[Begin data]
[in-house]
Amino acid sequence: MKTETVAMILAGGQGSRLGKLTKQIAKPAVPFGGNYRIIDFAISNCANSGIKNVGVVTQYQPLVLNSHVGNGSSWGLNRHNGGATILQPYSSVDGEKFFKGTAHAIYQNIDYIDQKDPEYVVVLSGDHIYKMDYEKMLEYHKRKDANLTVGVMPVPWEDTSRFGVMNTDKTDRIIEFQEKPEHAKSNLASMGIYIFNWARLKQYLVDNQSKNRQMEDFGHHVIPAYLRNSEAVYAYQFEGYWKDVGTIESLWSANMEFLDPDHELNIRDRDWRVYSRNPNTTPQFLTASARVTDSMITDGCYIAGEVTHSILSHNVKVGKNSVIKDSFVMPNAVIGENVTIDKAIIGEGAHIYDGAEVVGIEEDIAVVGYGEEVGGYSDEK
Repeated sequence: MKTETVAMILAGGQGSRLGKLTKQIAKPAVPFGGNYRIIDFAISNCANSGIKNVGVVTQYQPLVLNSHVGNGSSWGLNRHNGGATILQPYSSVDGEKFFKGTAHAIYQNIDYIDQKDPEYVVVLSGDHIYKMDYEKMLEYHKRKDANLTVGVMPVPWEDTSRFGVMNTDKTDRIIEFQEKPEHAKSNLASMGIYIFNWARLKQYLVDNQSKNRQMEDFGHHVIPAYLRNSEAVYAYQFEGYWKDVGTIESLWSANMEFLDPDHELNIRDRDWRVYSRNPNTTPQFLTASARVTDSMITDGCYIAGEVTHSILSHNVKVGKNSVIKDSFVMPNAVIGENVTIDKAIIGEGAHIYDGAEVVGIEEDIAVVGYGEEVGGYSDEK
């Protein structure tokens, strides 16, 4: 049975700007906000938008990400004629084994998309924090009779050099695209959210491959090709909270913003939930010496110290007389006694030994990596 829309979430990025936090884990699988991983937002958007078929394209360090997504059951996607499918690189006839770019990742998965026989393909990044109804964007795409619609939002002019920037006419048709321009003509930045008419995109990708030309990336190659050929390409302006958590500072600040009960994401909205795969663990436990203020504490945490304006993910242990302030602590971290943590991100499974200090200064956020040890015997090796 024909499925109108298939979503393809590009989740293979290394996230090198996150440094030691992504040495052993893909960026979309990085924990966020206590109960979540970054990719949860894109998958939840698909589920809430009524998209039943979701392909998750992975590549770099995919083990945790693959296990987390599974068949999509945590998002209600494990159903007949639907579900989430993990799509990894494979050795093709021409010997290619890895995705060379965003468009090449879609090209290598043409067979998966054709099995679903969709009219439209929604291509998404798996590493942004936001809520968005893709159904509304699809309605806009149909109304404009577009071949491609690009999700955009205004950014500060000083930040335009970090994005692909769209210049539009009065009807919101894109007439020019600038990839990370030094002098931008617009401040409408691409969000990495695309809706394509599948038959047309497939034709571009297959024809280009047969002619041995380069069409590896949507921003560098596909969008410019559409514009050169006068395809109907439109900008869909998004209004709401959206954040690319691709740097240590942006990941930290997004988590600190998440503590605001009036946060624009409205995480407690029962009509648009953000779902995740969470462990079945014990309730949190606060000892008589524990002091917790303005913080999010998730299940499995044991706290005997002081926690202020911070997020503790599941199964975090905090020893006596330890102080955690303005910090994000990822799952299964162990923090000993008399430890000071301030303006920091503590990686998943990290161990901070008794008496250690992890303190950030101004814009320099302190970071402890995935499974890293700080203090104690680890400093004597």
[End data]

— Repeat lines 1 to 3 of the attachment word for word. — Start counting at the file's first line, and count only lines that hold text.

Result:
[in-house]
Amino acid sequence: MKTETVAMILAGGQGSRLGKLTKQIAKPAVPFGGNYRIIDFAISNCANSGIKNVGVVTQYQPLVLNSHVGNGSSWGLNRHNGGATILQPYSSVDGEKFFKGTAHAIYQNIDYIDQKDPEYVVVLSGDHIYKMDYEKMLEYHKRKDANLTVGVMPVPWEDTSRFGVMNTDKTDRIIEFQEKPEHAKSNLASMGIYIFNWARLKQYLVDNQSKNRQMEDFGHHVIPAYLRNSEAVYAYQFEGYWKDVGTIESLWSANMEFLDPDHELNIRDRDWRVYSRNPNTTPQFLTASARVTDSMITDGCYIAGEVTHSILSHNVKVGKNSVIKDSFVMPNAVIGENVTIDKAIIGEGAHIYDGAEVVGIEEDIAVVGYGEEVGGYSDEK
Repeated sequence: MKTETVAMILAGGQGSRLGKLTKQIAKPAVPFGGNYRIIDFAISNCANSGIKNVGVVTQYQPLVLNSHVGNGSSWGLNRHNGGATILQPYSSVDGEKFFKGTAHAIYQNIDYIDQKDPEYVVVLSGDHIYKMDYEKMLEYHKRKDANLTVGVMPVPWEDTSRFGVMNTDKTDRIIEFQEKPEHAKSNLASMGIYIFNWARLKQYLVDNQSKNRQMEDFGHHVIPAYLRNSEAVYAYQFEGYWKDVGTIESLWSANMEFLDPDHELNIRDRDWRVYSRNPNTTPQFLTASARVTDSMITDGCYIAGEVTHSILSHNVKVGKNSVIKDSFVMPNAVIGENVTIDKAIIGEGAHIYDGAEVVGIEEDIAVVGYGEEVGGYSDEK